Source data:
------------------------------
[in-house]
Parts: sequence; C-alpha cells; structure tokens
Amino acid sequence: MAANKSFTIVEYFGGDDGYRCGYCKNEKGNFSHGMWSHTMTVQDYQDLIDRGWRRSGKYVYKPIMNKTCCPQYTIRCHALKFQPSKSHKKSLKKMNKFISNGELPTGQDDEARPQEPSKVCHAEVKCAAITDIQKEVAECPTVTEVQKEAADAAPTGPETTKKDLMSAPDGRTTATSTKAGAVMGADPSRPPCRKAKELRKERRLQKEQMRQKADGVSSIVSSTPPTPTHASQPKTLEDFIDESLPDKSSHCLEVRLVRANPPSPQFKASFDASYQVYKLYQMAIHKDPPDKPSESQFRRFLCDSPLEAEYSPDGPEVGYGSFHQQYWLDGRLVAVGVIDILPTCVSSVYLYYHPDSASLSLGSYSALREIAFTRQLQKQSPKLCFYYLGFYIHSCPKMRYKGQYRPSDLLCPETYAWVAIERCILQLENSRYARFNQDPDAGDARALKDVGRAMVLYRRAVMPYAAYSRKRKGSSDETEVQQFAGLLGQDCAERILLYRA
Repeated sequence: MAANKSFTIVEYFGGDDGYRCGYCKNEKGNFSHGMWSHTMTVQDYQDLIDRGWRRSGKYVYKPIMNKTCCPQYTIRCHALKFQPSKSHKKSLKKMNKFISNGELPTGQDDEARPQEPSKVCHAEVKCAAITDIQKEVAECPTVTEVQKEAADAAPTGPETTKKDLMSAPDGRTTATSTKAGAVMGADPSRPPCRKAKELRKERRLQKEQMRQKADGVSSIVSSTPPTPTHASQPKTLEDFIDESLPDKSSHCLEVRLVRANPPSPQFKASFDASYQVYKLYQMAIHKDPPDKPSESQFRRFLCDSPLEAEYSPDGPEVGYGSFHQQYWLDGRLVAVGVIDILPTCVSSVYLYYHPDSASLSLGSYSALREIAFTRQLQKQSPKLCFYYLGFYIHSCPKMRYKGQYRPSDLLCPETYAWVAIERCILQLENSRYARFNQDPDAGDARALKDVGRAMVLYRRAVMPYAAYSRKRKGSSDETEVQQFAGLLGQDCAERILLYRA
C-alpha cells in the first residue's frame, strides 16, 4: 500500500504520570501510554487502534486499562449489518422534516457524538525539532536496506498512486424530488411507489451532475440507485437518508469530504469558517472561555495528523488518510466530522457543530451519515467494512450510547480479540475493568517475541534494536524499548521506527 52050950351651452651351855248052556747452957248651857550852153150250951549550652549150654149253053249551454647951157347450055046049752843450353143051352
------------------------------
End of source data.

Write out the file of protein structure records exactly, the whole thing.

[in-house]
Parts: sequence; C-alpha cells; structure tokens
Amino acid sequence: MAANKSFTIVEYFGGDDGYRCGYCKNEKGNFSHGMWSHTMTVQDYQDLIDRGWRRSGKYVYKPIMNKTCCPQYTIRCHALKFQPSKSHKKSLKKMNKFISNGELPTGQDDEARPQEPSKVCHAEVKCAAITDIQKEVAECPTVTEVQKEAADAAPTGPETTKKDLMSAPDGRTTATSTKAGAVMGADPSRPPCRKAKELRKERRLQKEQMRQKADGVSSIVSSTPPTPTHASQPKTLEDFIDESLPDKSSHCLEVRLVRANPPSPQFKASFDASYQVYKLYQMAIHKDPPDKPSESQFRRFLCDSPLEAEYSPDGPEVGYGSFHQQYWLDGRLVAVGVIDILPTCVSSVYLYYHPDSASLSLGSYSALREIAFTRQLQKQSPKLCFYYLGFYIHSCPKMRYKGQYRPSDLLCPETYAWVAIERCILQLENSRYARFNQDPDAGDARALKDVGRAMVLYRRAVMPYAAYSRKRKGSSDETEVQQFAGLLGQDCAERILLYRA
Repeated sequence: MAANKSFTIVEYFGGDDGYRCGYCKNEKGNFSHGMWSHTMTVQDYQDLIDRGWRRSGKYVYKPIMNKTCCPQYTIRCHALKFQPSKSHKKSLKKMNKFISNGELPTGQDDEARPQEPSKVCHAEVKCAAITDIQKEVAECPTVTEVQKEAADAAPTGPETTKKDLMSAPDGRTTATSTKAGAVMGADPSRPPCRKAKELRKERRLQKEQMRQKADGVSSIVSSTPPTPTHASQPKTLEDFIDESLPDKSSHCLEVRLVRANPPSPQFKASFDASYQVYKLYQMAIHKDPPDKPSESQFRRFLCDSPLEAEYSPDGPEVGYGSFHQQYWLDGRLVAVGVIDILPTCVSSVYLYYHPDSASLSLGSYSALREIAFTRQLQKQSPKLCFYYLGFYIHSCPKMRYKGQYRPSDLLCPETYAWVAIERCILQLENSRYARFNQDPDAGDARALKDVGRAMVLYRRAVMPYAAYSRKRKGSSDETEVQQFAGLLGQDCAERILLYRA
C-alpha cells in the first residue's frame, strides 16, 4: 500500500504520570501510554487502534486499562449489518422534516457524538525539532536496506498512486424530488411507489451532475440507485437518508469530504469558517472561555495528523488518510466530522457543530451519515467494512450510547480479540475493568517475541534494536524499548521506527 52050950351651452651351855248052556747452957248651857550852153150250951549550652549150654149253053249551454647951157347450055046049752843450353143051352